A carbon tax is used to discourage the burning of fossil fuels in a move to prevent climate change. The government imposes a carbon tax on any company that burns fossil fuels. These fuels include coal, gasoline, and natural gas.
The burning of these fuels leads to the production of greenhouse gases, which ultimately heat up the earth leading to global warming. The phenomenon behind this is known as the greenhouse effect. Global warming leads to extreme weather conditions such as floods, droughts, heatwaves, etc.
The purpose of the tax is to reduce the emissions of these greenhouse gases. To do that, the tax must be high otherwise companies would not be discouraged from burning fossil fuels. The tax revenue collected can be used to offset the damage done to the environment by the company. Additionally, the government may consider lowering the corporate tax and other levies charged on these companies. Higher carbon tax would ensure that companies keep this at their priority and try to minimize it as much as they possibly can.
Carbon tax is a type of Pigouvian tax. It functions much in the same way as a pollution tax does. The tax is charged based on how many emissions have been caused by a firm. Without such a tax, the firms responsible for causing these emissions would not be accountable. This means that these companies could gain the benefits of burning these fossils fuels without addressing the negative externality left behind.
A carbon tax ensures that the burden of dealing with the negative externality falls on those responsible for creating these emissions. Had it not been for policies like a carbon tax, or a pollution tax, future generations would be burdened with the leftover emissions, leaving it up to them to clear these emissions and live under climate change.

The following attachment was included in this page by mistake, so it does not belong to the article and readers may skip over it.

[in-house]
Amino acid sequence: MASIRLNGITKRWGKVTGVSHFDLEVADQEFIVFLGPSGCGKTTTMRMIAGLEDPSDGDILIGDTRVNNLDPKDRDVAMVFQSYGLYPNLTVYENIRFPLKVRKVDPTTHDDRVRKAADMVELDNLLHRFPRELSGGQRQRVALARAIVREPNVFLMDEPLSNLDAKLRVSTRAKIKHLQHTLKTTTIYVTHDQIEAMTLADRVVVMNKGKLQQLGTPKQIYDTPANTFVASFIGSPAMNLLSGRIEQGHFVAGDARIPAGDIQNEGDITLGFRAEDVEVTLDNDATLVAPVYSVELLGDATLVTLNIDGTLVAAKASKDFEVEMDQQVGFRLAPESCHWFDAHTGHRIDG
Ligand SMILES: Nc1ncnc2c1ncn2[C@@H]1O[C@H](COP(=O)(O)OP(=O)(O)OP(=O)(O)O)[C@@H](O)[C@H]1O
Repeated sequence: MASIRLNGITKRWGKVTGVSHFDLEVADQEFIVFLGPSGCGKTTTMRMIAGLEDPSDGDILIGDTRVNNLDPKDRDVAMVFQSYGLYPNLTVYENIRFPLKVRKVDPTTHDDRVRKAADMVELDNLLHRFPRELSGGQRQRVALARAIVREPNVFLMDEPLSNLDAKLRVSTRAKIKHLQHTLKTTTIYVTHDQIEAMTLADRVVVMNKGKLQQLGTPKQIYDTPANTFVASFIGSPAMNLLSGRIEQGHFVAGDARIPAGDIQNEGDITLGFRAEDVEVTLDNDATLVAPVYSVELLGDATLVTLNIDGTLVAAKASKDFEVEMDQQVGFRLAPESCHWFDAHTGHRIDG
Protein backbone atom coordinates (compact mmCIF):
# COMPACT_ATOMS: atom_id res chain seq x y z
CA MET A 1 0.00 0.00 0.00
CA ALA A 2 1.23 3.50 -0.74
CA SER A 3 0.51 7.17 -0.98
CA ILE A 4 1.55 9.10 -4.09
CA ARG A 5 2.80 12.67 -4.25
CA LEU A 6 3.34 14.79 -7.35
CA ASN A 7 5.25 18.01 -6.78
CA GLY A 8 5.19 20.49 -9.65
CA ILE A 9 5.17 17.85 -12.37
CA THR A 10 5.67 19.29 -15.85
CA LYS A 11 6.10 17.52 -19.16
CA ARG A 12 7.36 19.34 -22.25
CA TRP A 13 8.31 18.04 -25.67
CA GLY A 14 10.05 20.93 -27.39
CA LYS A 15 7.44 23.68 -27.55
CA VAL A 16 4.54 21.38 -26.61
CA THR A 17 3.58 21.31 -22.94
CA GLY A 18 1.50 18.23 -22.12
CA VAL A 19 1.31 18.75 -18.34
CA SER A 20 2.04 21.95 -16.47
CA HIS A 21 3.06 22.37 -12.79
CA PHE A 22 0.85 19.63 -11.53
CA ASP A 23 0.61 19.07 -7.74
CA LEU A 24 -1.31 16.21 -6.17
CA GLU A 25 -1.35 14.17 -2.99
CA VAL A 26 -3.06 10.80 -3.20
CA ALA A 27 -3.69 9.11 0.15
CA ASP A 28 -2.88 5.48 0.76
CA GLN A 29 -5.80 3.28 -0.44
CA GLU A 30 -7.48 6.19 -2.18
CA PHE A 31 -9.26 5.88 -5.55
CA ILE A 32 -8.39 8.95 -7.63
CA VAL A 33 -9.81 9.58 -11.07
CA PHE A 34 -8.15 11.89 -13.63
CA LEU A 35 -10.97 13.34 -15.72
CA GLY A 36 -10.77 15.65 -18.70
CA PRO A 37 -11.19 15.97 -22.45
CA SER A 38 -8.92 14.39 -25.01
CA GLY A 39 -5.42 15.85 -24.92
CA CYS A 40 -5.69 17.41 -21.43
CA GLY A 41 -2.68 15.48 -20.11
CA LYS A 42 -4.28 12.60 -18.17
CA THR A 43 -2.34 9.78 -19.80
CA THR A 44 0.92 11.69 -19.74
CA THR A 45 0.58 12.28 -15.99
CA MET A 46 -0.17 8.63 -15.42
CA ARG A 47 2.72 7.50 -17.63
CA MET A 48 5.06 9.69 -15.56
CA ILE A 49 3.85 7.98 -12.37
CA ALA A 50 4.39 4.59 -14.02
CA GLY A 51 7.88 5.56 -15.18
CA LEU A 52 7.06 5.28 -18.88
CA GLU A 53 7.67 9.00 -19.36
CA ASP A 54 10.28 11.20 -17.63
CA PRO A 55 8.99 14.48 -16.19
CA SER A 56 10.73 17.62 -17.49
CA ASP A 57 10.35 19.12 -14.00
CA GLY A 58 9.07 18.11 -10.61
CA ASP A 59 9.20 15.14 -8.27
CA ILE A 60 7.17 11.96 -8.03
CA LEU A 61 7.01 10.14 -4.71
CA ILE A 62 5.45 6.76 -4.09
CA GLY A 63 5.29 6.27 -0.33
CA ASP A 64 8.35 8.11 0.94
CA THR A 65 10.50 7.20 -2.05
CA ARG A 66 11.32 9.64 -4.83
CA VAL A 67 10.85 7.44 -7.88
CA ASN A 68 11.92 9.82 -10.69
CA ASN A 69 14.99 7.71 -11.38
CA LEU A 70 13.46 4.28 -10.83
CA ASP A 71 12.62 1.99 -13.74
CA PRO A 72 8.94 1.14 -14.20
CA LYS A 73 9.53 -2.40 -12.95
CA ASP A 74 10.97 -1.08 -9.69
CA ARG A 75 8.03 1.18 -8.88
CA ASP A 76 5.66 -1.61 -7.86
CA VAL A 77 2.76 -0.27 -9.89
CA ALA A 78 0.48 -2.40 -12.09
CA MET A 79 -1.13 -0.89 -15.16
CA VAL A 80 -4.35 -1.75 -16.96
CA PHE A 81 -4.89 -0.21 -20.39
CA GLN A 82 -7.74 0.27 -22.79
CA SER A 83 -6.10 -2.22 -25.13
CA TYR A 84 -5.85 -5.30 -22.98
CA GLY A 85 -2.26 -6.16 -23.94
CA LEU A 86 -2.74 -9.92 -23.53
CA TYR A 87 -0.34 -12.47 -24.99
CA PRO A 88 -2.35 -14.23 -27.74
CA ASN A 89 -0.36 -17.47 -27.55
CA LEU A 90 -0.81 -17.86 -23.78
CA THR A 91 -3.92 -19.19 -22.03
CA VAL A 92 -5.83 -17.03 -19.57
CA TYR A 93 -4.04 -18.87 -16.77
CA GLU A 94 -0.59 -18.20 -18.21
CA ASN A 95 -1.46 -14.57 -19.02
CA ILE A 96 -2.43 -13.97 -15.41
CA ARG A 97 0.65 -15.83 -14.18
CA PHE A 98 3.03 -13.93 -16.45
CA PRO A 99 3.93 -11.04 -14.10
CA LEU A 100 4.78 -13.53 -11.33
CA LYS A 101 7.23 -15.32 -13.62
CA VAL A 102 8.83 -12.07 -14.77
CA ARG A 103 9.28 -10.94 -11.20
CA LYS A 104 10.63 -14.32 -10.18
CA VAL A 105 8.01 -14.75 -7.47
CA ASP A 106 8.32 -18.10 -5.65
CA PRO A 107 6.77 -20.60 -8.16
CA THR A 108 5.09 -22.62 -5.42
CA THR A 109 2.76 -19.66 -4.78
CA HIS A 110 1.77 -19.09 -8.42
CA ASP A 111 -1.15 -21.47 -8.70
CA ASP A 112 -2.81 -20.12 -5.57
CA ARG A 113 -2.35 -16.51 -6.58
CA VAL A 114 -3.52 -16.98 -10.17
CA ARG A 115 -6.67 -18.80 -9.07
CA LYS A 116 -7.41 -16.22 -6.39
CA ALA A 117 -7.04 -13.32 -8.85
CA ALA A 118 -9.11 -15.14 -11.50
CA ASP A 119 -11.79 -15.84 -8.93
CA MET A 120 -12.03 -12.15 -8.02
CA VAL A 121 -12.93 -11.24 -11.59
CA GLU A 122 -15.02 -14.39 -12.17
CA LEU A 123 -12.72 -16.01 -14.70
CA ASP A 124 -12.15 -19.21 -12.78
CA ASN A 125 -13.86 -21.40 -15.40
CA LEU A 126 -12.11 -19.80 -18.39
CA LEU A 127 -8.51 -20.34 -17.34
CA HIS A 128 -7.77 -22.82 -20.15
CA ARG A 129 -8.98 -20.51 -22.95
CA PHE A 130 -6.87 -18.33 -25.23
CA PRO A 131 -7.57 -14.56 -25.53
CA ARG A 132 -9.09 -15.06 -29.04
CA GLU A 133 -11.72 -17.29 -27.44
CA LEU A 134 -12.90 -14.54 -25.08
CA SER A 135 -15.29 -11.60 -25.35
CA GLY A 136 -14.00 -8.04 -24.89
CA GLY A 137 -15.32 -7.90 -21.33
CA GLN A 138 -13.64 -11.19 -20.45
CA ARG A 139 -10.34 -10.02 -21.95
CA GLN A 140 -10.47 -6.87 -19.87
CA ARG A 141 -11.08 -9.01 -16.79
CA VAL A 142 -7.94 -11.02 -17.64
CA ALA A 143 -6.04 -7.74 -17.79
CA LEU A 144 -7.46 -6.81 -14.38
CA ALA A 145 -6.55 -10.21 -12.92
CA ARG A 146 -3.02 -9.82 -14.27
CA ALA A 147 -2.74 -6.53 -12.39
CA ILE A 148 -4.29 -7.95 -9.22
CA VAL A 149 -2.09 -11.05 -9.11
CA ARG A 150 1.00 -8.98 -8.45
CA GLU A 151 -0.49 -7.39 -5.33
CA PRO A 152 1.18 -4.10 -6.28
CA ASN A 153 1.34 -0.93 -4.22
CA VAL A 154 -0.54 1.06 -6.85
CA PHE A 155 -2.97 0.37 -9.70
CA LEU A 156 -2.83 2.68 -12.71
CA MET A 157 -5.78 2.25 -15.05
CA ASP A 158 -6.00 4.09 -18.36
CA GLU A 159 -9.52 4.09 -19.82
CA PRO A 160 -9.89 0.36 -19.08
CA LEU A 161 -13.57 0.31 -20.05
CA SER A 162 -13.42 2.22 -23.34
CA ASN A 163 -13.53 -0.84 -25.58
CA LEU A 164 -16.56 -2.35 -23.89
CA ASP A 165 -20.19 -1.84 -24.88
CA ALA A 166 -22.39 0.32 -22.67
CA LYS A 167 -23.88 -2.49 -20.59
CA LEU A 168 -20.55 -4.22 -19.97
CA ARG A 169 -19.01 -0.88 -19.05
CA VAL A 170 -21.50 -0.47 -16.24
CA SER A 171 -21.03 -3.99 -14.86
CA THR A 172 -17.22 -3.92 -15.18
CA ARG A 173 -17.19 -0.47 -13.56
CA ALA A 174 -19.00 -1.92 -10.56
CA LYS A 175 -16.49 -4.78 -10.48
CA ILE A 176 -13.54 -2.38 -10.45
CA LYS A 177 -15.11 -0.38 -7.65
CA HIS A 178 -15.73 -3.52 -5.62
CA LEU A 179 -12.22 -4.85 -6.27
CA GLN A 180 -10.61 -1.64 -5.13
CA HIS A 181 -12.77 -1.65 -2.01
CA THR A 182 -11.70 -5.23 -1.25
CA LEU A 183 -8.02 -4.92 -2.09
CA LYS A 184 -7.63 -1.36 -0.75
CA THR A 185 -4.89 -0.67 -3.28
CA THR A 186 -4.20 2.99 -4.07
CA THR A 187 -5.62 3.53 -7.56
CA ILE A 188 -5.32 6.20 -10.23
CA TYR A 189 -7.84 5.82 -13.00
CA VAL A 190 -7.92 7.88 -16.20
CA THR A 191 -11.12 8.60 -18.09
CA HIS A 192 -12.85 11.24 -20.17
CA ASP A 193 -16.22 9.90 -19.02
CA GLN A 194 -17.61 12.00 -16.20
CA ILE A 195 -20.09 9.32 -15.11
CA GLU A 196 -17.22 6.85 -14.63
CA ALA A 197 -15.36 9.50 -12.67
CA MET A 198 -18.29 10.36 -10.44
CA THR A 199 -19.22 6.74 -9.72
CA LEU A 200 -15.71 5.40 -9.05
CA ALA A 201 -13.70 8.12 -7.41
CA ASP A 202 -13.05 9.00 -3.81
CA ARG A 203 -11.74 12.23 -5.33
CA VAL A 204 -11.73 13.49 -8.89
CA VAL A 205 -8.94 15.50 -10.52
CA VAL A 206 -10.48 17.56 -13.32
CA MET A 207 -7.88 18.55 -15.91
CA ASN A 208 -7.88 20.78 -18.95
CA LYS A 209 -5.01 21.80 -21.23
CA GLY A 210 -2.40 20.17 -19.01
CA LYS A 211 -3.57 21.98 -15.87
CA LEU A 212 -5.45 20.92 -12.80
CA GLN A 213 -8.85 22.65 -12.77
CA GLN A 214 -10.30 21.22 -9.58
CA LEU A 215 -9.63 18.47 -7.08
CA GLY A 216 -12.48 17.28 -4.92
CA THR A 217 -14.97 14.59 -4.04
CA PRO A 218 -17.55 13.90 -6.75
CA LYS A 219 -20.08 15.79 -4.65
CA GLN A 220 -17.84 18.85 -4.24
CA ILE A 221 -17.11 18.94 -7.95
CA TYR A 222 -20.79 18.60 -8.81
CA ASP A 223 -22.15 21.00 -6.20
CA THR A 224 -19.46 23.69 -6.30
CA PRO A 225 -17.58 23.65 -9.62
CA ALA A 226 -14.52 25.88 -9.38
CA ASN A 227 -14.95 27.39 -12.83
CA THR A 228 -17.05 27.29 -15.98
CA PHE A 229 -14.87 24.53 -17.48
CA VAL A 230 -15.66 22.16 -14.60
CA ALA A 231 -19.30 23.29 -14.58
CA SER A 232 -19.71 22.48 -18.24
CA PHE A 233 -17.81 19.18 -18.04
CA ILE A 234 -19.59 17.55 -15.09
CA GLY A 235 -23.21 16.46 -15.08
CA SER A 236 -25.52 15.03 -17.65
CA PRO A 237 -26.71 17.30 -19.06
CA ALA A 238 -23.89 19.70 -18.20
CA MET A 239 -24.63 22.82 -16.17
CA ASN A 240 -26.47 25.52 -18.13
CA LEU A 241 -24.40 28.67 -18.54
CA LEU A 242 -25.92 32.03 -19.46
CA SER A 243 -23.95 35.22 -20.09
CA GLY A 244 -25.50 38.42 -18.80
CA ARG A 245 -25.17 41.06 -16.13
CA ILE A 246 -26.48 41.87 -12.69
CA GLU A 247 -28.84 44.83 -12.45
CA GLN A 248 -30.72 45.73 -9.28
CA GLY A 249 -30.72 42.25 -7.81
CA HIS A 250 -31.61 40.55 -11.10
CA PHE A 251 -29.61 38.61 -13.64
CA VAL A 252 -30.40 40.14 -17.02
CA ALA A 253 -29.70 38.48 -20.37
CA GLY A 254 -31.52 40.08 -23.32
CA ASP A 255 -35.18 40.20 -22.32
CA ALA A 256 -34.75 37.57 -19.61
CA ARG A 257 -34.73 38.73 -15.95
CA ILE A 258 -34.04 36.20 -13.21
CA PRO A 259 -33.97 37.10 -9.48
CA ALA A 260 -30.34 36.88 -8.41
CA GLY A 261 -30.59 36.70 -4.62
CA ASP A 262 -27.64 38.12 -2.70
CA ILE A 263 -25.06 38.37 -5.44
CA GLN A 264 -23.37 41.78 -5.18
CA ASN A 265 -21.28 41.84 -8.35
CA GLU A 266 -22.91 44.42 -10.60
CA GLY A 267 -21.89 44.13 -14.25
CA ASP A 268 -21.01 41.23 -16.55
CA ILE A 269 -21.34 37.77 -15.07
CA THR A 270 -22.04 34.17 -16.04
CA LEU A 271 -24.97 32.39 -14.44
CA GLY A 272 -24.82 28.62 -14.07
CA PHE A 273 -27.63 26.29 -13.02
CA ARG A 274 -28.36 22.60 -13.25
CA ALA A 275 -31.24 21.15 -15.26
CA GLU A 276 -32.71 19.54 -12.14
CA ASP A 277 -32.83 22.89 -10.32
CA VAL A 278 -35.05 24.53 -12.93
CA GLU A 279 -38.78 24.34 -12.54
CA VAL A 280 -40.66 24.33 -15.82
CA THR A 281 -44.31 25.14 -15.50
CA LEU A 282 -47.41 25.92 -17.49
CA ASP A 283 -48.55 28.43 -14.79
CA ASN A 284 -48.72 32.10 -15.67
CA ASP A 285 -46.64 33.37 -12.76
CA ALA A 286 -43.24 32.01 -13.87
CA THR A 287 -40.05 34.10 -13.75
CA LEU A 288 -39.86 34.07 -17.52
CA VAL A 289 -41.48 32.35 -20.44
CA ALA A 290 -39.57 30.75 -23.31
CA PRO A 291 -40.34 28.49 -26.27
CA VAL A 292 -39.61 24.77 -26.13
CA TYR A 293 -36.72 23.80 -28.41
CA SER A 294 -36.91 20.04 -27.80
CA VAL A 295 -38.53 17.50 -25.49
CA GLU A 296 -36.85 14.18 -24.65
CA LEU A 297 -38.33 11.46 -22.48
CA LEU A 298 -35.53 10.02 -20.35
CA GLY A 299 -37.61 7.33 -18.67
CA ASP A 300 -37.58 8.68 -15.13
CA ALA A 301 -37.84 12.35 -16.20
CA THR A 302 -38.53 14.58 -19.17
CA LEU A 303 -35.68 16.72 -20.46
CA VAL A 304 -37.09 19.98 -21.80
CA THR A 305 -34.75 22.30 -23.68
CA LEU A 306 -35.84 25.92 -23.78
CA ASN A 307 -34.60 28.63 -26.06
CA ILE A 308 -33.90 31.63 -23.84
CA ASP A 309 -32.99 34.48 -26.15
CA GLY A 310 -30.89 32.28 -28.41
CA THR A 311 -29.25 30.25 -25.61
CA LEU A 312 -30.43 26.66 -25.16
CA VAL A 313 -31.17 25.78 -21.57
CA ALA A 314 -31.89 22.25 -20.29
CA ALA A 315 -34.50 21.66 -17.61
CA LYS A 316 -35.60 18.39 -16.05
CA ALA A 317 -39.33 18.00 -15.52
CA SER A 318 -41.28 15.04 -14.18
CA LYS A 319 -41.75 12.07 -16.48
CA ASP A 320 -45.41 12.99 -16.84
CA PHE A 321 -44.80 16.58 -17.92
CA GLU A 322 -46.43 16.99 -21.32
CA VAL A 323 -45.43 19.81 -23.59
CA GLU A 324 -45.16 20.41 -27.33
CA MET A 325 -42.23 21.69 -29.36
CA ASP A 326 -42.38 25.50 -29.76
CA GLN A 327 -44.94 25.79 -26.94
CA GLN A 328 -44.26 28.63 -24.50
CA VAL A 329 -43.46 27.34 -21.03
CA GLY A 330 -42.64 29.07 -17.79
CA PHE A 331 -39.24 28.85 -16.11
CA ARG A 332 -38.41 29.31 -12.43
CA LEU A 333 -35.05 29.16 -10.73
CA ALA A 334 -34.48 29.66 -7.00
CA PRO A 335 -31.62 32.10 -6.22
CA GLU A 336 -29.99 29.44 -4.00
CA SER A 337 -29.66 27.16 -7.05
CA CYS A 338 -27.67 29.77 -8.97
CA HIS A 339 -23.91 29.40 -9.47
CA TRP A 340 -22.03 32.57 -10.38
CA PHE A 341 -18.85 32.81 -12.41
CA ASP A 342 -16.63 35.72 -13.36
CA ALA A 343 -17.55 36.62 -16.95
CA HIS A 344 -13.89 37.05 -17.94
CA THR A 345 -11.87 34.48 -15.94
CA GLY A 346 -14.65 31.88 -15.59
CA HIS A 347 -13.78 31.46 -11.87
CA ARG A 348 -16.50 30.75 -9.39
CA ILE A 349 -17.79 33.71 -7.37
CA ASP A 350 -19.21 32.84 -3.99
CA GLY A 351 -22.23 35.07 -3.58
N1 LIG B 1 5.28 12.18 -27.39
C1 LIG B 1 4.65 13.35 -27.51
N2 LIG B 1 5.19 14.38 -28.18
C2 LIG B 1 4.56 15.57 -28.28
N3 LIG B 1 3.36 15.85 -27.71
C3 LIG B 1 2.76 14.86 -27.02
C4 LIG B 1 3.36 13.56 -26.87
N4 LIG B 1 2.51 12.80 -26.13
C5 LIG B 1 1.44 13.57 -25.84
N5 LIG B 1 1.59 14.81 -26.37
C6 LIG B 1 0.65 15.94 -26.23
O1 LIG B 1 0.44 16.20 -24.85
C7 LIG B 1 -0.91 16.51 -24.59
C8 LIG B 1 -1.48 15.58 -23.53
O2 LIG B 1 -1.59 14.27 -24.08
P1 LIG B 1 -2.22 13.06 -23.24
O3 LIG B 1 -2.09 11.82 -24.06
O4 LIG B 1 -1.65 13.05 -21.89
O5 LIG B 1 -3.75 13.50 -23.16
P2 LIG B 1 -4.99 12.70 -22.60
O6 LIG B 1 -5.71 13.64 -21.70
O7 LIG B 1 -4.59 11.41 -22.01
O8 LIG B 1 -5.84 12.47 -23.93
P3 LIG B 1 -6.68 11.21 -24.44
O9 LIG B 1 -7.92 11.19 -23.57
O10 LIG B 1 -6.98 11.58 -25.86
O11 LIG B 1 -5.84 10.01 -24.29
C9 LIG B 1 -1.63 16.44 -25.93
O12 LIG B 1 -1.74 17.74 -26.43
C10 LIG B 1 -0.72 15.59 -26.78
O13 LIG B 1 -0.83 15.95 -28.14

Governments may decide to add different levels to cost to tax the level of emissions released by companies. These costs are dependent on scientific and economic assumptions, making them different for each region.
Fuel suppliers are allowed to pass on the cost of the tax to the extent allowed by the market conditions. Under the carbon tax, that amount of carbon which is not burned is not taxed. This means that carbon chemically bound into components such as plastic would not be taxed if sold. However, when used as a fuel it is bound to be taxed. Tax credit may be offered in the instances where carbon sequestration is done.
Carbon is one of the most abundantly present greenhouse gases in the atmosphere. Though it is less harmful than most other greenhouse gases like methane and nitrous oxide, carbon is the greatest contributor to the speeding up of the global warming process.
Carbon-intensive industries would be taxed more heavily than those industries which do not use carbon as intensively. Carbon-based fuels are easier to procure and generally cheaper than other greener alternatives. Thus, a tax would de-incentivize buying carbon-based fuels by making them more expensive.
Calculating one’s carbon footprint is a necessary step towards the adoption sustainable living. However, it is difficult to attach a monetary value to emissions released into the atmosphere. Thus, governments start from the end point in calculation, i.e. the loss to consumers due to these emissions.
The cost to consumers includes the cost of the adverse effect of these emissions paid for by the public like the damage to crops due to bad weather, healthcare costs due to adverse climatic conditions as well as loss of life and property caused by floods and other environmental hazards.
Carbon tax offers the following advantages:
Any tax that is implemented in an economy has welfare implications. A carbon tax is a regressive tax as it puts more burden on the lower income group. This means that those individuals who cannot afford to shift to renewable forms of energy would end up buying the fossil fuels such as gasoline and coal and necessities at a higher rate due to the tax.
Thus, these people would not be able to cut down on their consumption. For this reason, such a tax should be imposed gradually, so that consumers have time to shift to other sources of energy. Additionally, the government can give some reimbursement to low-income groups from the tax revenue collected.